Gizmos

Is This the Future of the Tablet?

Smart displays are efficient tablet–smart speaker hybrids. Should you buy one?

A Lenovo Smart Display alongside an iPad.
Photo illustration by Slate. Photos by Lenovo, Apple.

When Amazon announced the Echo Show, it had a simple premise: The device would be an Amazon Echo with a screen. Now, the Show seems to be among the first in a new category of connected home devices called smart displays. The latest to debut is Lenovo’s Smart Display, a Google Assistant–imbued countertop gadget with an 8- or 10-inch display and a proportionally large front-facing speaker grille. The device, like the Echo Show, is designed to give users news and information as quickly as they can speak a query out loud. Unlike a traditional smart speaker, which can only read back stats or information via audio, a smart display can also pull up text, imagery, and video to answer your questions.

Smart displays are starting to encroach on the domain of another screen—tablets. Tablet sales peaked in 2014, four years after the debut of the iPad. They have since been on the decline. Tablets have become more like laptops than smartphones, with a longer shelf life in consumer hands and homes. Price is likely a factor—the average tablet costs between $500 and $1,000. Tablets have also been hurt by the growing screen size of smartphones through the years. For many, they are a second screen used on the couch, bed, or kitchen, and mostly for reading or watching video. With that in mind, upgrading the device isn’t a priority.

Smart displays fulfill many of the same functions as tablets. They can come with a camera for taking photos or video chatting. Lenovo’s Smart Display even has a mechanical shutter to block out its 5-megapixel wide-angle camera, so if it’s placed in a bedroom or bathroom, you can feel confident it’s incapable of peeping. They can show useful information, such as the daily weather forecast, or play video clips discussing important news headlines. When not in use, some, like Lenovo’s, can run slideshows of images or photos from your Google Photos account. Voice commands, while doable on either device, make a bit more sense on a smart display because it’s not directly in your hands like an iPad.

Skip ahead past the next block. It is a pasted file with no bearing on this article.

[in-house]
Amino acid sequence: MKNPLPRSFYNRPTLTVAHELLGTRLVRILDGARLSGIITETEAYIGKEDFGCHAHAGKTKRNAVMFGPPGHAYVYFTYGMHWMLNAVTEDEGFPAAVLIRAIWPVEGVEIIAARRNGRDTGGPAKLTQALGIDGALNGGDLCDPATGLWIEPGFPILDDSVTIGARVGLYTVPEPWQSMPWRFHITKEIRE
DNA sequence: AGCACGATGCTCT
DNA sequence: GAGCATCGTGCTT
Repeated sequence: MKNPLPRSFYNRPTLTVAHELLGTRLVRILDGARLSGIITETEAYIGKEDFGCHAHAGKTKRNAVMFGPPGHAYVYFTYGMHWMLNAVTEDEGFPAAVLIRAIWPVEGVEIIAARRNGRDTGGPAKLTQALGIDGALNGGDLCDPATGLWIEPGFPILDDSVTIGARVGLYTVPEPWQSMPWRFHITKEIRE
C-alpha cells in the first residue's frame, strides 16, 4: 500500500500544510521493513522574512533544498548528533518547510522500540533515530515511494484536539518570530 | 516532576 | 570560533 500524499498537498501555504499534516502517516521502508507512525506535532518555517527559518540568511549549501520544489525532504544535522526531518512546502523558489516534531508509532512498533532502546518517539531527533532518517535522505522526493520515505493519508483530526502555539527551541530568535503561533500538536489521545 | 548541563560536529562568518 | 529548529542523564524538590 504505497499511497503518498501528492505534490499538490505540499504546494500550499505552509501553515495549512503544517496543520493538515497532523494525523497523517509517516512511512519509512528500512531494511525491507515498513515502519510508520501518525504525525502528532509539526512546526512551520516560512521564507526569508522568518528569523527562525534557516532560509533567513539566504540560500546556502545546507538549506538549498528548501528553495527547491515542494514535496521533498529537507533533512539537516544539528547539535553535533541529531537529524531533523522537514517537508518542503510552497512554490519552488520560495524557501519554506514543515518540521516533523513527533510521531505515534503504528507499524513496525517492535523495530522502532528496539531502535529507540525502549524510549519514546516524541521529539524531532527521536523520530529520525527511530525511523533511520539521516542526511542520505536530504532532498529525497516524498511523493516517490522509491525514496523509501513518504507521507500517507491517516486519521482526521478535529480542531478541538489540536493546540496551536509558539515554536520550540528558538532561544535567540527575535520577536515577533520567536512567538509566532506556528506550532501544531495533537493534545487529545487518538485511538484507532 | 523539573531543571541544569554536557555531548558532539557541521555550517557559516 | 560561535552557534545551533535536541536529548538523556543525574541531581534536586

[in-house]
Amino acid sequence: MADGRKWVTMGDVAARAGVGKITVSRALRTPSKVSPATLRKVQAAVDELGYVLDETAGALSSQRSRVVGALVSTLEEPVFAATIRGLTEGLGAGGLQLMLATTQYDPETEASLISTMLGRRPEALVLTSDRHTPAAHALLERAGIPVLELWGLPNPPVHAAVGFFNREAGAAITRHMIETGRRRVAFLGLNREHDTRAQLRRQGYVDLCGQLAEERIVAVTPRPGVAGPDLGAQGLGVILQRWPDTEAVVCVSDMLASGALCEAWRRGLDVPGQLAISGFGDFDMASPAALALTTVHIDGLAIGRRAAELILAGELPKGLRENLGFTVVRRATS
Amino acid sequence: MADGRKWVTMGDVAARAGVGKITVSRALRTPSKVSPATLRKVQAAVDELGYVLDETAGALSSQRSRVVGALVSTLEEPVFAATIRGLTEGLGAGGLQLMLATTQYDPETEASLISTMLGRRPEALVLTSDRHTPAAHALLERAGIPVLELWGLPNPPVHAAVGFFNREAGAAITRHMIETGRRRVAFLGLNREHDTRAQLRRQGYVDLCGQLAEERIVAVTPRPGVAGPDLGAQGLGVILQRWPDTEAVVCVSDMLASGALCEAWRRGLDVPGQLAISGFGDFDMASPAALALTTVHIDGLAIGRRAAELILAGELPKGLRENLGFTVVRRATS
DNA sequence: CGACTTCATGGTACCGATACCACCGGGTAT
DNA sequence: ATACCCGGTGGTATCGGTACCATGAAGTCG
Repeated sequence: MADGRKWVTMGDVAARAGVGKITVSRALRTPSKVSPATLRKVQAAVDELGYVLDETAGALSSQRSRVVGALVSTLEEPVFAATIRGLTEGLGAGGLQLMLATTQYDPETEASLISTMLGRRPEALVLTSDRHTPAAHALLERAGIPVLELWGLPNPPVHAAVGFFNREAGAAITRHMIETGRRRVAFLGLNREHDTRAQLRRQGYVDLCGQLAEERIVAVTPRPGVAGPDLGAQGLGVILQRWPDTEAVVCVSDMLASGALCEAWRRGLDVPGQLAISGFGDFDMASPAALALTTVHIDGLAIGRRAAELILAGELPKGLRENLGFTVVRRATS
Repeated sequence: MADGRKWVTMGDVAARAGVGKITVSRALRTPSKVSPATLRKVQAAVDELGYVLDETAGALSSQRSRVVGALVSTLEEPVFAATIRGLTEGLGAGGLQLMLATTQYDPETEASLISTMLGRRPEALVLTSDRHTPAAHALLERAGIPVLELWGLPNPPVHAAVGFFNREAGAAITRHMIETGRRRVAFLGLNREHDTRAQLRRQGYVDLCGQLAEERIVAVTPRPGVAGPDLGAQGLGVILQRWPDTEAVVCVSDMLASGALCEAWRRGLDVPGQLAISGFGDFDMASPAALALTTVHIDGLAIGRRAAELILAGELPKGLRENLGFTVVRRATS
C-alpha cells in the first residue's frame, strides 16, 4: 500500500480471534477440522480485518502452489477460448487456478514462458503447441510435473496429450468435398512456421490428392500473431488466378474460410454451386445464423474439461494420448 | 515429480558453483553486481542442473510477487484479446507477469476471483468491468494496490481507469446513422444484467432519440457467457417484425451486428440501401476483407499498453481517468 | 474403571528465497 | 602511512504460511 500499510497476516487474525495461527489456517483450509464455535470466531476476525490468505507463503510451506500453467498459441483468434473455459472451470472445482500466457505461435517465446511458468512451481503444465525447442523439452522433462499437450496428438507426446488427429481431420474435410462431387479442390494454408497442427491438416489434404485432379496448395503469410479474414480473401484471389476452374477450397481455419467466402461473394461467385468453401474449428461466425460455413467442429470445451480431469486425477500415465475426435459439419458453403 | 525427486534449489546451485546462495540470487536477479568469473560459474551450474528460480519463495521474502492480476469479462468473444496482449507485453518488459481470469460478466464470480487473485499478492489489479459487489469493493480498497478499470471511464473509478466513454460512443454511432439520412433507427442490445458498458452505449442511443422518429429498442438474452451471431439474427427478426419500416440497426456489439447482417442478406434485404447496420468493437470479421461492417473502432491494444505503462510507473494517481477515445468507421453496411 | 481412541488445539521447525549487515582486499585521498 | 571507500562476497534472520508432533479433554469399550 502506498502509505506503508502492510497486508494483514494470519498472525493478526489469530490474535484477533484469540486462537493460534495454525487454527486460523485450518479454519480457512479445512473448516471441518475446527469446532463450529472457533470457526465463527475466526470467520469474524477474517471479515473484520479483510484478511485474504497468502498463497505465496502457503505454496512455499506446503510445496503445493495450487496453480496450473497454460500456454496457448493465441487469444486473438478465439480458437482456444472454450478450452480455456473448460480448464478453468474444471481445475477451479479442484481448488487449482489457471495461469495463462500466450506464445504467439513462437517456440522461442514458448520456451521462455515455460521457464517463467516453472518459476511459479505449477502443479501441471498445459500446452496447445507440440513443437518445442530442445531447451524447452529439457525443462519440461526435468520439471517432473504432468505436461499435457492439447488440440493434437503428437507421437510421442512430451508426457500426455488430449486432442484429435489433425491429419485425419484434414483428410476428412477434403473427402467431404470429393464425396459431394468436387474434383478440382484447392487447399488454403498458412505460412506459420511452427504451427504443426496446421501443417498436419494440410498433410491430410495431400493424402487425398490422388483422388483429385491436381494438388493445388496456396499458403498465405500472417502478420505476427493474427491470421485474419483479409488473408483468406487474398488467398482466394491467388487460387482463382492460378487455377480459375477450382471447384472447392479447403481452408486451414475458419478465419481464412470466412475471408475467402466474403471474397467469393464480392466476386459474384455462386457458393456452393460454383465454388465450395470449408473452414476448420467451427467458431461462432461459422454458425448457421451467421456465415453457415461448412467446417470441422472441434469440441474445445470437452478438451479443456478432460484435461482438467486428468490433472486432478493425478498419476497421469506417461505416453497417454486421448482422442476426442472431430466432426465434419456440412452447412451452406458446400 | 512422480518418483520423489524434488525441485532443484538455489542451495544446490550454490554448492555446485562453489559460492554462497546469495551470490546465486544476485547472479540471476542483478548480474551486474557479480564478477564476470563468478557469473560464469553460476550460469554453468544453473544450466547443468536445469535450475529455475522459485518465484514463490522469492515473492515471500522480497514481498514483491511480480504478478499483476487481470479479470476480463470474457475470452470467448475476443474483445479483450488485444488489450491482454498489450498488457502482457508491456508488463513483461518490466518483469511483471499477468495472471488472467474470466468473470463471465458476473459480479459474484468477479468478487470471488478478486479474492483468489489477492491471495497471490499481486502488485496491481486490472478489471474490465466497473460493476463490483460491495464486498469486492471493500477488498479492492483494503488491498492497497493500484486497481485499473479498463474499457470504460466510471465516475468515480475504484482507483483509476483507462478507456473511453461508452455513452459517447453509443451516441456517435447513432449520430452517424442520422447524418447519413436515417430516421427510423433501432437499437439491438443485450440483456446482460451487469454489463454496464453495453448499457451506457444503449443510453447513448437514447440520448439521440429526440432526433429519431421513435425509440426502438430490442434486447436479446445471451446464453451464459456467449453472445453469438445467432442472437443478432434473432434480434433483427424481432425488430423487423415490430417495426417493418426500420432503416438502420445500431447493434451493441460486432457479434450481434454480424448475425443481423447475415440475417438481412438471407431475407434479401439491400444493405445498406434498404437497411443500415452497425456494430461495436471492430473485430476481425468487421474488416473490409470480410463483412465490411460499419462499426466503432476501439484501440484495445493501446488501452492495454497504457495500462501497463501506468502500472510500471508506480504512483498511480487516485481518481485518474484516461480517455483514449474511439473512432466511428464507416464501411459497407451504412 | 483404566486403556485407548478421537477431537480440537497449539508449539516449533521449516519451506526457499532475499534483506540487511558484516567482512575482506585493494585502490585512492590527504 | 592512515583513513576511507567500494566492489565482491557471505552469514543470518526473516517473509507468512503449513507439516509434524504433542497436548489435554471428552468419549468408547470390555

Of course, tablets have some notable benefits over smart displays. They are more mobile; a smart display is designed to sit stationary on a countertop without the aid of a stand or mount. A smart display also isn’t a gaming device, and it’s not something you’d want to watch longform video on. The experience of a tablet is far more customizable, thanks to the huge number of apps it can run and other tweaks you can make on iOS or Android. On the Amazon Echo Show, you’re strapped with Amazon-developed interfaces and a smaller selection of third-party visual skills. On smart displays with Google Assistant built in, you’re stuck with Google-developed features and services.

But a smart display does feel like an evolution of a tablet. It takes the best parts of a larger-screen display and combines it with the growing utility offered by voice control and virtual assistants. This can particularly be felt while cooking a meal in your kitchen. Google Assistant can pull up some recipes and read them to you, but being able to visually see the steps and ingredients is more useful—and because it’s designed to be largely hands-free, interacting with that recipe can be a more seamless experience than trying to swipe or tap for navigation on a tablet. A smart display also intuitively knows when video content may be preferable to a simple auditory response; for example, when you ask a “how-to” type question, the Lenovo Smart Display can pull up a YouTube video for you. Smart-assistant integration takes the old tablet experience and simplifies it so that you don’t need to spend as much time with a screen in hand to get things done. And with so many screens commanding so much of our attention throughout the day, that can be a good thing.